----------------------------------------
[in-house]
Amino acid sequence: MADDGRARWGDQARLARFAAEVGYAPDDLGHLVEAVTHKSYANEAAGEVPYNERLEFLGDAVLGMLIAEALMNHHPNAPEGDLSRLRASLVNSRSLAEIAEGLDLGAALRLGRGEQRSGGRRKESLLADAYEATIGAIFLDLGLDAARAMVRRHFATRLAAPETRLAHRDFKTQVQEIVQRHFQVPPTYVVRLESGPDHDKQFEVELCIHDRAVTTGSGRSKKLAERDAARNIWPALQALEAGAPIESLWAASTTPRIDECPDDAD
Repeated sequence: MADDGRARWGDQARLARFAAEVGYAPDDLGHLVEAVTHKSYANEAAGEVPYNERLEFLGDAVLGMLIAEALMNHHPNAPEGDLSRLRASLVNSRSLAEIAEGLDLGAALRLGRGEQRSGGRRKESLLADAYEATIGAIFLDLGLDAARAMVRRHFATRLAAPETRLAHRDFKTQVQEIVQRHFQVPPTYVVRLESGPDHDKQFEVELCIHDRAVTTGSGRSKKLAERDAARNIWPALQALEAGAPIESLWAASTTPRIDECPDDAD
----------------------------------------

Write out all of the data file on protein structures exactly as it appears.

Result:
[in-house]
Amino acid sequence: MADDGRARWGDQARLARFAAEVGYAPDDLGHLVEAVTHKSYANEAAGEVPYNERLEFLGDAVLGMLIAEALMNHHPNAPEGDLSRLRASLVNSRSLAEIAEGLDLGAALRLGRGEQRSGGRRKESLLADAYEATIGAIFLDLGLDAARAMVRRHFATRLAAPETRLAHRDFKTQVQEIVQRHFQVPPTYVVRLESGPDHDKQFEVELCIHDRAVTTGSGRSKKLAERDAARNIWPALQALEAGAPIESLWAASTTPRIDECPDDAD
Repeated sequence: MADDGRARWGDQARLARFAAEVGYAPDDLGHLVEAVTHKSYANEAAGEVPYNERLEFLGDAVLGMLIAEALMNHHPNAPEGDLSRLRASLVNSRSLAEIAEGLDLGAALRLGRGEQRSGGRRKESLLADAYEATIGAIFLDLGLDAARAMVRRHFATRLAAPETRLAHRDFKTQVQEIVQRHFQVPPTYVVRLESGPDHDKQFEVELCIHDRAVTTGSGRSKKLAERDAARNIWPALQALEAGAPIESLWAASTTPRIDECPDDAD